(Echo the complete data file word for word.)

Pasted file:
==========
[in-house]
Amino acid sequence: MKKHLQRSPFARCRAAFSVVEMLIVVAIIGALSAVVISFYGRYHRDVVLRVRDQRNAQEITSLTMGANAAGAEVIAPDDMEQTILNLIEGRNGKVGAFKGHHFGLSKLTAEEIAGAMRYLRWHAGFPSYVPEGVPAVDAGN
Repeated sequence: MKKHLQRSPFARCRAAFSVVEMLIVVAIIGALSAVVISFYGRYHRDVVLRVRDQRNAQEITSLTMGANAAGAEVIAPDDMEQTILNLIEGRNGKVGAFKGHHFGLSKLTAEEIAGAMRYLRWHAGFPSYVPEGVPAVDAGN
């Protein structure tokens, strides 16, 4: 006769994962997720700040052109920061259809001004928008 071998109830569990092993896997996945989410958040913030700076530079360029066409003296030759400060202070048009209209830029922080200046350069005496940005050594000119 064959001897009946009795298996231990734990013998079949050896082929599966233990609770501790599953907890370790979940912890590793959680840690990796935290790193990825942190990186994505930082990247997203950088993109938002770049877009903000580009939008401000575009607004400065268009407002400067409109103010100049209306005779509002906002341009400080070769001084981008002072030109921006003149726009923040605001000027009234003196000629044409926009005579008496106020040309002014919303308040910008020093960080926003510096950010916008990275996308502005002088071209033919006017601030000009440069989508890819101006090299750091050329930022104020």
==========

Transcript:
[in-house]
Amino acid sequence: MKKHLQRSPFARCRAAFSVVEMLIVVAIIGALSAVVISFYGRYHRDVVLRVRDQRNAQEITSLTMGANAAGAEVIAPDDMEQTILNLIEGRNGKVGAFKGHHFGLSKLTAEEIAGAMRYLRWHAGFPSYVPEGVPAVDAGN
Repeated sequence: MKKHLQRSPFARCRAAFSVVEMLIVVAIIGALSAVVISFYGRYHRDVVLRVRDQRNAQEITSLTMGANAAGAEVIAPDDMEQTILNLIEGRNGKVGAFKGHHFGLSKLTAEEIAGAMRYLRWHAGFPSYVPEGVPAVDAGN
């Protein structure tokens, strides 16, 4: 006769994962997720700040052109920061259809001004928008 071998109830569990092993896997996945989410958040913030700076530079360029066409003296030759400060202070048009209209830029922080200046350069005496940005050594000119 064959001897009946009795298996231990734990013998079949050896082929599966233990609770501790599953907890370790979940912890590793959680840690990796935290790193990825942190990186994505930082990247997203950088993109938002770049877009903000580009939008401000575009607004400065268009407002400067409109103010100049209306005779509002906002341009400080070769001084981008002072030109921006003149726009923040605001000027009234003196000629044409926009005579008496106020040309002014919303308040910008020093960080926003510096950010916008990275996308502005002088071209033919006017601030000009440069989508890819101006090299750091050329930022104020």